This legislation would cover a wide variety of workplaces, including: hospitals, residential treatment facilities, non-residential treatment settings, medical treatment or social service settings in correctional or detention facilities, psychiatric treatment facilities, substance use disorder treatment centers, community care settings such as group homes and mental health clinics, and federal healthcare facilities such as those operated by the Veterans Administration (VA) and the Indian Health Service (IHS). It would also cover field work settings, such as home care and home-based hospice, and emergency services and transport services.

For the purposes of this bill, “workplace violence” means the threat or use of physical force against an employee, regardless of whether an injury is sustained.

Impact

Workplace violence; workplace safety; workers; healthcare and social services workers; healthcare facilities; OSHA; VA; IHS; and federal standard-setting with regard to workplace violence and employers’ responsibility to keep workers safe.

Cost of House Bill H.R. 1309

$35.00 Million
The CBO estimates that this bill would cost $35 million over the 2020-2024 period, and $60 million over the 2020-2029 period.

More Information

In-DepthSponsoring Rep. Joe Courtney (D-CT) reintroduced this bill from the 115th Congress to address rising rates of workplace violence against healthcare and social service employees such as nurses, physicians, emergency responders, medical assistants, and social workers: 

“Health care and social service workers face a disproportionate amount of violence at work, and the data shows that these incidents are on the rise. Safety experts, employees, and Members of Congress have been pressing OSHA to address this outsized risk of violence for years, but have seen no meaningful action. This legislation is the result of a five-year process to build the foundation for long overdue change to protect America’s caring professions, and would require OSHA to issue a Workplace Violence Prevention Standard, giving workers the security that their employers are implementing proven practices to reduce the risk of violence on the job. With the Committee’s announcement just yesterday of a hearing next week on protecting health care and social workers from workplace violence, we can be assured that this bill is finally poised to move, and not just sit on the shelf.”

Original cosponsor Rep. Alma Adams (D-NC) adds that thousands of workers are killed or injured on the job each year

“Every year, more than 850 workers are killed on the job and another 28,000 suffer serious injury. The Workplace Violence Prevention and Social Services Workers Act sends the message that ‘enough is enough’ — setting a national standard that forces employers to take seriously the health and safety of American workers. I am proud to stand with Rep. Courtney and Chairman Scott in support of this effort, and look forward to its consideration by the House.”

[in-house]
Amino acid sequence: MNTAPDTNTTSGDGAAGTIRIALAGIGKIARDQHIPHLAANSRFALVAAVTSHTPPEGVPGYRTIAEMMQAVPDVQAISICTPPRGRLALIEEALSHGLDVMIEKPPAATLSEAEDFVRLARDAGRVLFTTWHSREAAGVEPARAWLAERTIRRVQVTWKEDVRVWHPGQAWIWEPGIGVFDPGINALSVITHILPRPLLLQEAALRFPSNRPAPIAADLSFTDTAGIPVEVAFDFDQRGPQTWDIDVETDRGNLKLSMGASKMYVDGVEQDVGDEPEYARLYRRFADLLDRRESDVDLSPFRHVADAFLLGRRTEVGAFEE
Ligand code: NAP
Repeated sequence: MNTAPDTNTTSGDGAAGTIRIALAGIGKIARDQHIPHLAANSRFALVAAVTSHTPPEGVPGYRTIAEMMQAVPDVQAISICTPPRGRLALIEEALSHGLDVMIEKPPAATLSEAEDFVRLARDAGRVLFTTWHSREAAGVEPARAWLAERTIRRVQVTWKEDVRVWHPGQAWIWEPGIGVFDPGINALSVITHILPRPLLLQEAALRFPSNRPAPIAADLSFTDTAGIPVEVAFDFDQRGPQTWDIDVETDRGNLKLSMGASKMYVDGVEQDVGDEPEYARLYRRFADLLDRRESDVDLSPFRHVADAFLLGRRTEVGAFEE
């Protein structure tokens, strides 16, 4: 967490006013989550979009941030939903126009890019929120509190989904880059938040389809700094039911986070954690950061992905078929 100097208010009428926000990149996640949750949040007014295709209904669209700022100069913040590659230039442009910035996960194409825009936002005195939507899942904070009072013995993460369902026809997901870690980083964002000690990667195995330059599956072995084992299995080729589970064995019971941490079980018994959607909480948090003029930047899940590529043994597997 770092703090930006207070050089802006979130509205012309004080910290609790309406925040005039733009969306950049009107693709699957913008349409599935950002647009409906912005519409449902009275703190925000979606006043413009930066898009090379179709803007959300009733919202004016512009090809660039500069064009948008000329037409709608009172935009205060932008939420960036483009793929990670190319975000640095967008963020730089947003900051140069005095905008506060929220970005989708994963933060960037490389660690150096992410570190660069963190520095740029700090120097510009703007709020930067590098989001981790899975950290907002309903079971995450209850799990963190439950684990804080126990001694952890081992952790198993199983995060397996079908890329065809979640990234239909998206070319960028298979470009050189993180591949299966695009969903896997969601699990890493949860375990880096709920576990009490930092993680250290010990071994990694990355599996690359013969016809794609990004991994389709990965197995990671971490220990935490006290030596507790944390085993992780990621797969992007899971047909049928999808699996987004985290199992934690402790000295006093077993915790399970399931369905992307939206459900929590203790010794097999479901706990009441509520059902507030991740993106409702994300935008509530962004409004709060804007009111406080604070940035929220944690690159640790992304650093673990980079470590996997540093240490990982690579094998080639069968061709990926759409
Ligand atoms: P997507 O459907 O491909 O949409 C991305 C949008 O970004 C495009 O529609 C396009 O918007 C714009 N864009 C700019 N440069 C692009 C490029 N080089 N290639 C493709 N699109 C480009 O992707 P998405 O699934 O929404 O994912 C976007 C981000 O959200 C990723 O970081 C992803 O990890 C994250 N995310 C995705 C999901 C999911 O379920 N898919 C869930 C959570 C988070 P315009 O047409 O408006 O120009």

The American Federation of Teachers supports this bill. Its president, Randi Weingarten, says: 

“Our nurses and health industry workers care every day for the sick, the elderly and the mentally ill, yet they often feel unsafe or unprotected themselves from the assaults that occur in hospitals and other healthcare-related settings. While the Occupational Safety and Health Administration has left these workers vulnerable, incidents of workplace violence continue to rise with 69 percent of reported cases occurring in healthcare settings. Thankfully, this bill addresses this increasing trend head-on and provides long-needed protections and specific and enforceable safety standards for people who work in front-line healthcare jobs.”

National Nurses United, which supports this bill, believes it’s a much-needed response to “epidemic” violence in hospitals and clinics. The organization’s co-president, Jean Ross, says: 

“As nurses who work at the bedside, our union has seen violence reach epidemic proportions in our hospitals and clinics. Employers’ failure to prevent violence not only harms nurses and other healthcare workers, but it harms our patients too.  That’s why our union fought for—and won—a landmark workplace violence prevention standard in California and why we applaud Rep. Courtney for moving forward legislation to create comprehensive federal protections for nurses and other healthcare professionals against violence on the job. We know that violence can be prevented when employers establish plans that are tailored to fit the risks at each workplace and each patient care unit with the input of nurses and other workers at the bedside.”

During this bill’s committee hearing, Reps. Phil Roe (R-TN) and Virginia Foxx (R-NC) raised concerns about circumventing OSHA’s normal rulemaking process. Rep. Roe shared an American Hospital Association (AHA) statement opposing this bill. In its statement, the AHA cited concerns about this bill potentially creating duplicate anti-workplace violence measures for health care facilities that already have such measures in place and allowing only limited opportunity for the public and stakeholders to review and comment on this bill. In a June 10, 2019 letter, AHA Executive Vice President Thomas P. Nickels wrote: